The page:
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2016 Best Books: Sarah Bradley

Books Sarah Bradley: 2016 Best Books Sarah Bradley Selects The Narcissistic City, Meridian, and ZZYZX as the Best Books of 2016
Sarah Bradley
Sarah Bradley is a writer, sculptor and the former editor of photo-eye Blog. She recently worked with Meow Wolf on the exhibition The House of Eternal Return.

The Narcissistic City. By Takashi Homma. 
Mack, 2016.
The Narcissistic City
Photographs by Takashi Homma
I’ve returned to this book many times this year. Despite having a very strong sense of it, it remains a mystery. I tired a few times to write about it, kept failing, eventually feeling like maybe I didn’t really get it. I still might not, but more and more I feel that this isn’t a book that is easily accessible by language. I experience it like a concept, but what results is an understanding of space and its dimensionality, knowledge gleaned visually and without narrative. As I’m being asked to use words, I’ll say that for me this is a book about looking and reflection, seeing and being seen, the self, the selfness of what we create, how we view it, how it views us. To look at this book is to know a very specific liminality and with it a strange awareness originating solely in the visual.

Selected by Colin Stearns as Book of the Week 
Purchase Book Here

MeridianBy Colin StearnsRITA, 2015.
Photographs by Colin Stearns
Meridian is quiet and understated, straightforward in layout and small in scale but makes good use of those modest assets. It’s smartly designed. Intimately sized images appear and occasionally repeat, scenes are sometimes viewed from slightly different angles, sometimes printed lightly, making one unsure if the image is really there or if one is seeing the ghost of the photo on the reverse bleeding through. Images fade in and out. A figure appears on one page and then again on the following, but loosing distinction. Suddenly one becomes aware of the shadow of the image through the paper. The photographs move from coastal spaces to verdant ones to concrete and back again, but for me this book isn’t so much about that visual content. Images seem correlated with thought and feeling, the book unwrapping stream of consciousness style to reveal a solitary and heady place. I know this space well; I am often here – but never actually here. Stearns’ voice is well articulated and his Meridian is his own, co-existing as both familiar and foreign terrain.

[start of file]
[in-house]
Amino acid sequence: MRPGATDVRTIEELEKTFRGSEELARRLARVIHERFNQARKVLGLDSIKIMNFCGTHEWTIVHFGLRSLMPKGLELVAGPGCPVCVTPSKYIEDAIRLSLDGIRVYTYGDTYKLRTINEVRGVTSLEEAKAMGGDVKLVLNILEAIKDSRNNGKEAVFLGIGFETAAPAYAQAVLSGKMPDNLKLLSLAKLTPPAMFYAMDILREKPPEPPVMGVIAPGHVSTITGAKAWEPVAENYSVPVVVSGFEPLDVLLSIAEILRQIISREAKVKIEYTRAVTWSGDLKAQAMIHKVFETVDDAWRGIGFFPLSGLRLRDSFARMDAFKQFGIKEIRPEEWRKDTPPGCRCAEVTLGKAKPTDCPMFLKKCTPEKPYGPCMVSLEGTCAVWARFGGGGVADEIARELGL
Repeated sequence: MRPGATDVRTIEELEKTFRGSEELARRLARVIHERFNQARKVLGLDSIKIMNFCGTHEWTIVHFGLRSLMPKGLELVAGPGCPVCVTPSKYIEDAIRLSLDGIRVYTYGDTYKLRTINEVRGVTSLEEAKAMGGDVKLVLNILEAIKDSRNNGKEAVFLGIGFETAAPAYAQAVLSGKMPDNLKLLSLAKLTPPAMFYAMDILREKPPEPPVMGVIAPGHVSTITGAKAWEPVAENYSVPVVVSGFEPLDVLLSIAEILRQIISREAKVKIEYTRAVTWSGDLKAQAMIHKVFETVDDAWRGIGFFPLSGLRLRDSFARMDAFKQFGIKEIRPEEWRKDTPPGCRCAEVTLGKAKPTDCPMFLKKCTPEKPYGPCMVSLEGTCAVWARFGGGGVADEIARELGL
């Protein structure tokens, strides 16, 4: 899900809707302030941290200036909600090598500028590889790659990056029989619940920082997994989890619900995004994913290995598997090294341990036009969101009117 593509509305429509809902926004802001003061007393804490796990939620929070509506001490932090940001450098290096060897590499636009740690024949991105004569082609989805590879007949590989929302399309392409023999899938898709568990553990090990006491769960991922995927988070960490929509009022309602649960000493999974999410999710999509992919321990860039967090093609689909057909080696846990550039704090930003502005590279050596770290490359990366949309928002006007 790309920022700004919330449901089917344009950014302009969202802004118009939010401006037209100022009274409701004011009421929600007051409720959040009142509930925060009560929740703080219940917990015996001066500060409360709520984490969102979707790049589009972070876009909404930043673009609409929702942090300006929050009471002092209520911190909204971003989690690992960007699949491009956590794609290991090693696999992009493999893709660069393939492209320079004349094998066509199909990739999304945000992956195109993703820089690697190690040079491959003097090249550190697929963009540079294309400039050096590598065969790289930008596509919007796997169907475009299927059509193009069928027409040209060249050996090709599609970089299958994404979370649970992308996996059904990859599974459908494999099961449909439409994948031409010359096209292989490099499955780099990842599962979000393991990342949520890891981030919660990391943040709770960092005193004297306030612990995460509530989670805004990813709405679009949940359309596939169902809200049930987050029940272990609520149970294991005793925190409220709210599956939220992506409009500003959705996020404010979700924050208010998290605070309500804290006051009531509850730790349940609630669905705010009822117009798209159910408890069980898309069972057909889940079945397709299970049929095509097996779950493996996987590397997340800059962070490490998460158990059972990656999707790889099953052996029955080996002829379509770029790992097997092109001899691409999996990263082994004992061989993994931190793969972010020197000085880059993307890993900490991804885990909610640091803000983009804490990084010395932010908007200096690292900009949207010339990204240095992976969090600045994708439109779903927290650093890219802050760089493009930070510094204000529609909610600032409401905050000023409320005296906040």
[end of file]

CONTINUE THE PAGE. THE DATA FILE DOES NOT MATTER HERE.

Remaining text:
Read the review by Adam Bell on photo-eye Blog 
Purchase Book Here

ZZYZXBy Gregory Halpern. Mack, 2016.
Photographs by Gregory Halpern
There are a number of photographers who are ostensibly exploring and interpreting the United States in a manner similar to Gregory Halpern; finding photographs in small spaces of things and people in disuse, the unplanned and the broken, capturing intimacy in public spaces in the role of engaged observer. Not all who choose this method hit the mark, and I’ve seen it enough to be on the edge of exhaustion. Halpern reminds me how exceptional the outcome can be.

An image in ZZYZX shows a pigeon perched on a hand, pink flowers popping brightly in the background. The bird looks directly at the camera with a cocked gaze, slightly crouched, bent to the right. It looks intently. Cord is wrapped around the hand it perches on, the hand’s pair rises strangely over the pigeon’s head, a gesture indicative of the interaction between photographer and handler and revealing obliviousness to the moment between bird and camera. The layers of action, realities, understanding and lack there of captured in this simple scene are why I love Halpern’s work. Nearly all the images in ZZYZX are similarly dense, strikingly distinctive in their directness and subtle complexity. These photographs unpack. Like the blue that permeates the entire book, ZZYZX is simultaneously about the photographs individually and the certain tension they hold when amassed. This book is seldom static, never inert.

Read the review by Adam Bell on photo-eye Blog 
Purchase Book Here

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